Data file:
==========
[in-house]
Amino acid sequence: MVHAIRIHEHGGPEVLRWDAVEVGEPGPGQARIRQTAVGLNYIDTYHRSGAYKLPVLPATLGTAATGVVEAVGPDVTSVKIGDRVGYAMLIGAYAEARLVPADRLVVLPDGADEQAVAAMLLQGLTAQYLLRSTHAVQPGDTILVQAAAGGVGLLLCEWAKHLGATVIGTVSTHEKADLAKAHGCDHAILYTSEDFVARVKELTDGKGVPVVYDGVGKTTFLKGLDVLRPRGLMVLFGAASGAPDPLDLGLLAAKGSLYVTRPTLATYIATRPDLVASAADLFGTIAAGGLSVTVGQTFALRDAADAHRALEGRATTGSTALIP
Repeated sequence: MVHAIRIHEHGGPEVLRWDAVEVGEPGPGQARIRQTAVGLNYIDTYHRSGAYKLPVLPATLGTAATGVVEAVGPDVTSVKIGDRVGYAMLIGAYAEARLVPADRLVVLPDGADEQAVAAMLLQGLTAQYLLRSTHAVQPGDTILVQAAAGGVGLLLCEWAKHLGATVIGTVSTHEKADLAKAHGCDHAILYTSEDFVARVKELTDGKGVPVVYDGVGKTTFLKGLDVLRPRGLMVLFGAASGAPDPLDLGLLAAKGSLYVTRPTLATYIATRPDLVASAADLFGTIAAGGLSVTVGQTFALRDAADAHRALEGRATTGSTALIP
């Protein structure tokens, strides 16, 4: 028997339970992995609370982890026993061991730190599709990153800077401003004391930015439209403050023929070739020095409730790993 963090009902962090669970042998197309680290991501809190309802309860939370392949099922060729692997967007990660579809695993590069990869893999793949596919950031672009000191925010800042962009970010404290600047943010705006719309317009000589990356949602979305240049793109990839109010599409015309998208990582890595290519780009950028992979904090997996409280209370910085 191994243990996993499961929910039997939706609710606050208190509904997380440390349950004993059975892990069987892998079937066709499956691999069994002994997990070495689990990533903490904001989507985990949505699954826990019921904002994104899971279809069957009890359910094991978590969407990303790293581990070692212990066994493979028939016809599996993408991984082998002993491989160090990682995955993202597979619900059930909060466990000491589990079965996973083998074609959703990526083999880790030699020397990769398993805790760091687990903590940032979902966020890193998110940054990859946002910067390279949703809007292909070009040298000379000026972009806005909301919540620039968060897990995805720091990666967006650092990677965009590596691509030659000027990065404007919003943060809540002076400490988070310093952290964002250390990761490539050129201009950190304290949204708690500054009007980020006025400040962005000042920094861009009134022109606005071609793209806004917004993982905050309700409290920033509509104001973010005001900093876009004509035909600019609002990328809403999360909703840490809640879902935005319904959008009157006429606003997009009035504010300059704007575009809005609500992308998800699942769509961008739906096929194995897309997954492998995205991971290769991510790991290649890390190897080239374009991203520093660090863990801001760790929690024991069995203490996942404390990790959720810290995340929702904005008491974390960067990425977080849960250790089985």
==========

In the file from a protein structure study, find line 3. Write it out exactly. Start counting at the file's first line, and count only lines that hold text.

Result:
Repeated sequence: MVHAIRIHEHGGPEVLRWDAVEVGEPGPGQARIRQTAVGLNYIDTYHRSGAYKLPVLPATLGTAATGVVEAVGPDVTSVKIGDRVGYAMLIGAYAEARLVPADRLVVLPDGADEQAVAAMLLQGLTAQYLLRSTHAVQPGDTILVQAAAGGVGLLLCEWAKHLGATVIGTVSTHEKADLAKAHGCDHAILYTSEDFVARVKELTDGKGVPVVYDGVGKTTFLKGLDVLRPRGLMVLFGAASGAPDPLDLGLLAAKGSLYVTRPTLATYIATRPDLVASAADLFGTIAAGGLSVTVGQTFALRDAADAHRALEGRATTGSTALIP